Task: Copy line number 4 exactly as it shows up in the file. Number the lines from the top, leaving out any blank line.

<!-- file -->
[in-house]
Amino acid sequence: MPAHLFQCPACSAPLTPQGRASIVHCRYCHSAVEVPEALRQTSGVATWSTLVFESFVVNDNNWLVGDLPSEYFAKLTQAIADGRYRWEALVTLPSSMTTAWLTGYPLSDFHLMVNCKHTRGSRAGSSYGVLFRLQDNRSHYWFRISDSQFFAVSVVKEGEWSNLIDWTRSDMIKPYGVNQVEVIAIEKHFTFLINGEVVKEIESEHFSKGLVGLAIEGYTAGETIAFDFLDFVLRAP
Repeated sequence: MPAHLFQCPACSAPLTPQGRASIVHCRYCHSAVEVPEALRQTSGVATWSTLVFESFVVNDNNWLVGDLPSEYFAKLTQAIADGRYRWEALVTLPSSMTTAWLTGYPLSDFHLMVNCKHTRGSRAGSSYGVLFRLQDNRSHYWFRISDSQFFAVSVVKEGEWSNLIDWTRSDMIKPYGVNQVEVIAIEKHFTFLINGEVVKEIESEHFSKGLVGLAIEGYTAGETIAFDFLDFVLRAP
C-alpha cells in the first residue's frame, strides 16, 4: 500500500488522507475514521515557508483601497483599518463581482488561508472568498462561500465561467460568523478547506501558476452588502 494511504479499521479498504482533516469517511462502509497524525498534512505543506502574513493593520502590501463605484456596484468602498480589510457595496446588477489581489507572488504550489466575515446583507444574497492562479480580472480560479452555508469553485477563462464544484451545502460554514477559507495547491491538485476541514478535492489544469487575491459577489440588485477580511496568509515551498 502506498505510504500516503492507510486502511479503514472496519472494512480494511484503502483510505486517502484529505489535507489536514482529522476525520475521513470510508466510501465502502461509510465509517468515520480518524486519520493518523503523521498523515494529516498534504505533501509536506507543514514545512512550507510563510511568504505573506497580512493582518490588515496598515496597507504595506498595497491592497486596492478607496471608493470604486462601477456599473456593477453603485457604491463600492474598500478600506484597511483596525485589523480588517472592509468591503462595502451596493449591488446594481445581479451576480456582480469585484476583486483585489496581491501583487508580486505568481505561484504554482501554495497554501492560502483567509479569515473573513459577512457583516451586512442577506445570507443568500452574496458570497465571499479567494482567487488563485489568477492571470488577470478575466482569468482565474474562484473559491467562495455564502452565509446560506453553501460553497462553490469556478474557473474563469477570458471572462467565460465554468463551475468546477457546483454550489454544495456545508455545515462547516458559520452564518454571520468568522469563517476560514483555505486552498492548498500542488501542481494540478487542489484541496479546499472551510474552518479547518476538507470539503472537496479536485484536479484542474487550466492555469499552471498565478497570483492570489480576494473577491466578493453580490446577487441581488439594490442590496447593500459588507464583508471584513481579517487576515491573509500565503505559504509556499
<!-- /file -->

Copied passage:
C-alpha cells in the first residue's frame, strides 16, 4: 500500500488522507475514521515557508483601497483599518463581482488561508472568498462561500465561467460568523478547506501558476452588502 494511504479499521479498504482533516469517511462502509497524525498534512505543506502574513493593520502590501463605484456596484468602498480589510457595496446588477489581489507572488504550489466575515446583507444574497492562479480580472480560479452555508469553485477563462464544484451545502460554514477559507495547491491538485476541514478535492489544469487575491459577489440588485477580511496568509515551498 502506498505510504500516503492507510486502511479503514472496519472494512480494511484503502483510505486517502484529505489535507489536514482529522476525520475521513470510508466510501465502502461509510465509517468515520480518524486519520493518523503523521498523515494529516498534504505533501509536506507543514514545512512550507510563510511568504505573506497580512493582518490588515496598515496597507504595506498595497491592497486596492478607496471608493470604486462601477456599473456593477453603485457604491463600492474598500478600506484597511483596525485589523480588517472592509468591503462595502451596493449591488446594481445581479451576480456582480469585484476583486483585489496581491501583487508580486505568481505561484504554482501554495497554501492560502483567509479569515473573513459577512457583516451586512442577506445570507443568500452574496458570497465571499479567494482567487488563485489568477492571470488577470478575466482569468482565474474562484473559491467562495455564502452565509446560506453553501460553497462553490469556478474557473474563469477570458471572462467565460465554468463551475468546477457546483454550489454544495456545508455545515462547516458559520452564518454571520468568522469563517476560514483555505486552498492548498500542488501542481494540478487542489484541496479546499472551510474552518479547518476538507470539503472537496479536485484536479484542474487550466492555469499552471498565478497570483492570489480576494473577491466578493453580490446577487441581488439594490442590496447593500459588507464583508471584513481579517487576515491573509500565503505559504509556499